“What do you want to be when you grow up?” is a common question – especially at the start of the school year.
A singer, a doctor, a vet, a firefighter… a reality TV star?
Ever since Big Brother launched in the UK in 2000, reality TV has – for the lucky few – been the launch pad for a lucrative career.
TV presenters Alison Hammond, Vicky Pattison and Mark Wright are successful celebrities whose careers were launched by reality TV.
Nearly half of the housemates in this year’s Celebrity Big Brother made their names – and their money – from other reality shows.
And this year’s Love Island contestants are already cashing in on their status with brand endorsements and nightclub appearances.
“Reality TV has become more of a career choice than being an actor or singer,” says Edward Hopkins, celebrity publicist for Nusic London.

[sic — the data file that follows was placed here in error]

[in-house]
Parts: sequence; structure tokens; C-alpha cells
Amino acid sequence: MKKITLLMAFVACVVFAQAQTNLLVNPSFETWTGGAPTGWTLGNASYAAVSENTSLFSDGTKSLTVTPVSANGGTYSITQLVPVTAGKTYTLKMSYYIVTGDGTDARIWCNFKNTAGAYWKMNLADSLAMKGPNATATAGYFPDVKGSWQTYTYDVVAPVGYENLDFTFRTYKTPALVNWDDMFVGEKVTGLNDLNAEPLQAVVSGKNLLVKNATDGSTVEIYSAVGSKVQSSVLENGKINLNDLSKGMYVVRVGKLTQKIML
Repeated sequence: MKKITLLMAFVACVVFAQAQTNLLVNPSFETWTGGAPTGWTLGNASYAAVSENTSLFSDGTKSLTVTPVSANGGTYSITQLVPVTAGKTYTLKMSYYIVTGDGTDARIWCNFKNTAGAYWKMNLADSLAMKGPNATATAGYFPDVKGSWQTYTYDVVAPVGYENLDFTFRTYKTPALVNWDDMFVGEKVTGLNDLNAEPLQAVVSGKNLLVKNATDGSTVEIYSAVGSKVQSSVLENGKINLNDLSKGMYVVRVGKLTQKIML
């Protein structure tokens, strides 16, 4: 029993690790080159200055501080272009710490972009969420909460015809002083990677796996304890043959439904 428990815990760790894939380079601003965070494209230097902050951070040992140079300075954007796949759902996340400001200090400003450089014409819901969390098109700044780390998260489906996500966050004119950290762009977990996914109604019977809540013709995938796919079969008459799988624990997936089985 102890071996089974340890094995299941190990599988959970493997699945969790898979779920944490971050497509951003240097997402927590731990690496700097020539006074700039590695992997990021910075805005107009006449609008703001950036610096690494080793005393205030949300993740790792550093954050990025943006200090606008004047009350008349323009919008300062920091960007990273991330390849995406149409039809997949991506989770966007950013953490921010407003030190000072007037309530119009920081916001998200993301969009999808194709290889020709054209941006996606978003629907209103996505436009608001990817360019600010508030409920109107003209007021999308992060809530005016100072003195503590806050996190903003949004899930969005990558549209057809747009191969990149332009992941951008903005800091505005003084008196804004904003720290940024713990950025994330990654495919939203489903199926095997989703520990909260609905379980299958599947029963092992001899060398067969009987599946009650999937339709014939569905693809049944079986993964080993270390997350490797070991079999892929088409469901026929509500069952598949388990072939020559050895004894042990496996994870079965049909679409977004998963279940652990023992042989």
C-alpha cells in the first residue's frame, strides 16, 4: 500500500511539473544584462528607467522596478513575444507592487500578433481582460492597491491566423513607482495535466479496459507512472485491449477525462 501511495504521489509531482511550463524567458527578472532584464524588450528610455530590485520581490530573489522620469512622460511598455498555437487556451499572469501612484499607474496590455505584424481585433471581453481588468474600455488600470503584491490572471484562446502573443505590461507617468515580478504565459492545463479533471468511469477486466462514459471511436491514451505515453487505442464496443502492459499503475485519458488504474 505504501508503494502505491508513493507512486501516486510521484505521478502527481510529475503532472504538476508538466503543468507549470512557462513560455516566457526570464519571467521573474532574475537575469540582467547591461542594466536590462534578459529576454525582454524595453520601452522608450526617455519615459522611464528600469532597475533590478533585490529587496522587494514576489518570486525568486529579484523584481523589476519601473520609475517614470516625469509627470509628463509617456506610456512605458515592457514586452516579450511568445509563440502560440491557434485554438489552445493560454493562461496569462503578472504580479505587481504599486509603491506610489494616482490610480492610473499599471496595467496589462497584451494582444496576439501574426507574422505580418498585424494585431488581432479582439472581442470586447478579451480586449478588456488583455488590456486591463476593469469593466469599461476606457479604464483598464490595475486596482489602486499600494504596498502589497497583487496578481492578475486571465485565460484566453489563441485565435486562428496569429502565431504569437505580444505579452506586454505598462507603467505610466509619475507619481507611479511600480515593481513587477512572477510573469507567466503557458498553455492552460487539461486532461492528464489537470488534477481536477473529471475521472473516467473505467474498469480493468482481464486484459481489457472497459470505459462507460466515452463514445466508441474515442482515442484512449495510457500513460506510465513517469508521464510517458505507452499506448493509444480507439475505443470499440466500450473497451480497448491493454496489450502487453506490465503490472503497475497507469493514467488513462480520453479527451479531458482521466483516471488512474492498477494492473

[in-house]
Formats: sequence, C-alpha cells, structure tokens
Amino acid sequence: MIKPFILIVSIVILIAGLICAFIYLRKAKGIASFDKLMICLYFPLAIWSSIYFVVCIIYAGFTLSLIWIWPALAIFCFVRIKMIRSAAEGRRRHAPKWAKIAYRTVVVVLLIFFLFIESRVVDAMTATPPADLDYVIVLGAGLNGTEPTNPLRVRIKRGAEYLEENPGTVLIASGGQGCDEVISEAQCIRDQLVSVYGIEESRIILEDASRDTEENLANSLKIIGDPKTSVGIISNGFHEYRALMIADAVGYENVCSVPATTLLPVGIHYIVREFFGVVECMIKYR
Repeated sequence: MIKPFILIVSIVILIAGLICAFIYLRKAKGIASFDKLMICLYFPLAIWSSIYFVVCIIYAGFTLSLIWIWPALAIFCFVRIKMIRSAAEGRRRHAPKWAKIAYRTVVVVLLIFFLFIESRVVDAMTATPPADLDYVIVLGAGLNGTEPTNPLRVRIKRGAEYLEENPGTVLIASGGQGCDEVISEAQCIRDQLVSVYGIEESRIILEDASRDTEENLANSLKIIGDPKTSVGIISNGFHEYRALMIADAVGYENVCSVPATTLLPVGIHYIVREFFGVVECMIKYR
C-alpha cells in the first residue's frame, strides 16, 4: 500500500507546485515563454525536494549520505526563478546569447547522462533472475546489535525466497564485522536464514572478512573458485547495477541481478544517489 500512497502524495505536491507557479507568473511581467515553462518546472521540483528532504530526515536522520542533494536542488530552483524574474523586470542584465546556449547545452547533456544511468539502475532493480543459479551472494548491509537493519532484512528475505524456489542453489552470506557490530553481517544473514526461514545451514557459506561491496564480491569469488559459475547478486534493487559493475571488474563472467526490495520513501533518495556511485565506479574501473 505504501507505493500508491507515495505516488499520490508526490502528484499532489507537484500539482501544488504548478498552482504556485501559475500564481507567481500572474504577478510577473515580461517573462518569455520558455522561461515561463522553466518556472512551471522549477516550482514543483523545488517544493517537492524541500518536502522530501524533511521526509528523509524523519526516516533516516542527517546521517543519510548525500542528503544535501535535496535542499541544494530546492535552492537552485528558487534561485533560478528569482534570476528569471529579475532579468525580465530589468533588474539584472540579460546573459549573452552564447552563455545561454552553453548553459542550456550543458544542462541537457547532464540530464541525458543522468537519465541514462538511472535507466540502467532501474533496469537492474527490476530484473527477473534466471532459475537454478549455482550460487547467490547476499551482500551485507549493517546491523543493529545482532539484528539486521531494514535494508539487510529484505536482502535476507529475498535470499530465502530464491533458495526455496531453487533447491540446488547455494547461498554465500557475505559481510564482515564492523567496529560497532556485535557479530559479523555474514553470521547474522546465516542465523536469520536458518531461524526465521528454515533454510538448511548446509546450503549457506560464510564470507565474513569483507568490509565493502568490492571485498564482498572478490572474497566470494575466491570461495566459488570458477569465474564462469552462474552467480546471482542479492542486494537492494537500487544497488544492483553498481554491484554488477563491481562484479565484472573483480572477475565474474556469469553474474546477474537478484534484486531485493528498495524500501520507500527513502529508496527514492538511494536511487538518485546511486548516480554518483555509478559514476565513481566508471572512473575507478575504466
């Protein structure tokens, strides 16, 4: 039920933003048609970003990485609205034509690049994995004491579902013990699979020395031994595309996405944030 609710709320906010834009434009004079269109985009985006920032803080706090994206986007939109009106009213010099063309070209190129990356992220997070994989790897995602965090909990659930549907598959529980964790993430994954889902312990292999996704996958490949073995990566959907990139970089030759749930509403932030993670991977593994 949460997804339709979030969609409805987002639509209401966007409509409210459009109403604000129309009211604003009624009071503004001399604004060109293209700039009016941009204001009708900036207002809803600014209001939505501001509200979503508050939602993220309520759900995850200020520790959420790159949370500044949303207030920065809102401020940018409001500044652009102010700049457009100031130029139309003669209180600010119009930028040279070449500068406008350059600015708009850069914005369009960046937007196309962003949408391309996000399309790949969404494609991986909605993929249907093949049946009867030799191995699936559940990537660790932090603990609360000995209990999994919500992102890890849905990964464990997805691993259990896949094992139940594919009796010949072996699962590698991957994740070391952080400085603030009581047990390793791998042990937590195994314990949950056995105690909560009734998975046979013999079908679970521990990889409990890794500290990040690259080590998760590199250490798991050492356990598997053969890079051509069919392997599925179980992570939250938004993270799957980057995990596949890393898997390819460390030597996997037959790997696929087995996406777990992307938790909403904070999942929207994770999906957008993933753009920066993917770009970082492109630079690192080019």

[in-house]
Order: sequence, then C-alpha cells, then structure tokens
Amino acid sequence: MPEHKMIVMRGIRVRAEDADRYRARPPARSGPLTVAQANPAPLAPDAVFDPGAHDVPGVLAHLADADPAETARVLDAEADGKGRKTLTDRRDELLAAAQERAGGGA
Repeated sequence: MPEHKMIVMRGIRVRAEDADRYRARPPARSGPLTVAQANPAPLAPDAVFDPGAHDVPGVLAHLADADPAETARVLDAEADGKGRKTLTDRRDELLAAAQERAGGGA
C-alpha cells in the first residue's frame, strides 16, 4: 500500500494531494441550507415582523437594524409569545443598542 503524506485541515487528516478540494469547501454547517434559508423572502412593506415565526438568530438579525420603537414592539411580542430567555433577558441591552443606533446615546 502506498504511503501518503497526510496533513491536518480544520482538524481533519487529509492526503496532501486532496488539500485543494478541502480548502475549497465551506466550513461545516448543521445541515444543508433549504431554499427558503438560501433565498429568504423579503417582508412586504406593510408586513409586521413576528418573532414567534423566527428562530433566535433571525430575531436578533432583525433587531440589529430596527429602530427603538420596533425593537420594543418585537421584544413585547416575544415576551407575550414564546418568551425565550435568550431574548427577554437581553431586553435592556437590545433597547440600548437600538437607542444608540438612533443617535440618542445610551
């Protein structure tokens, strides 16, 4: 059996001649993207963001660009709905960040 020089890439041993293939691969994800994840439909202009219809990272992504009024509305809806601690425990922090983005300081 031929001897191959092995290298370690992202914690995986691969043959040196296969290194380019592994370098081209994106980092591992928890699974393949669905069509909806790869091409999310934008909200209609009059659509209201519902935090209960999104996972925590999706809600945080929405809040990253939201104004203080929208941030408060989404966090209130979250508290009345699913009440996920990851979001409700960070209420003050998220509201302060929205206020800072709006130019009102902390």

“Gone are the days where people say you are famous for doing nothing. Reality TV is now seen as a legitimate career.”
So how lucrative is a career in reality TV?
The most popular contestants can become millionaires. Publicists say the money rolls in from:
- Brand endorsements: Become the face of a fashion retailer and you can bank £150,000
- Editorial deals: Give a newspaper or celebrity magazine access to your home, add a few quotes, and earn £40,000
- Nightclub appearances: Show your face for an hour at a nightclub and earn £3,000 to £10,000 a pop
- A book or fitness DVD deal: Earn anything from £50,000 to £300,000
While most reality TV stars keep their fortunes a secret, several are estimated to be millionaires.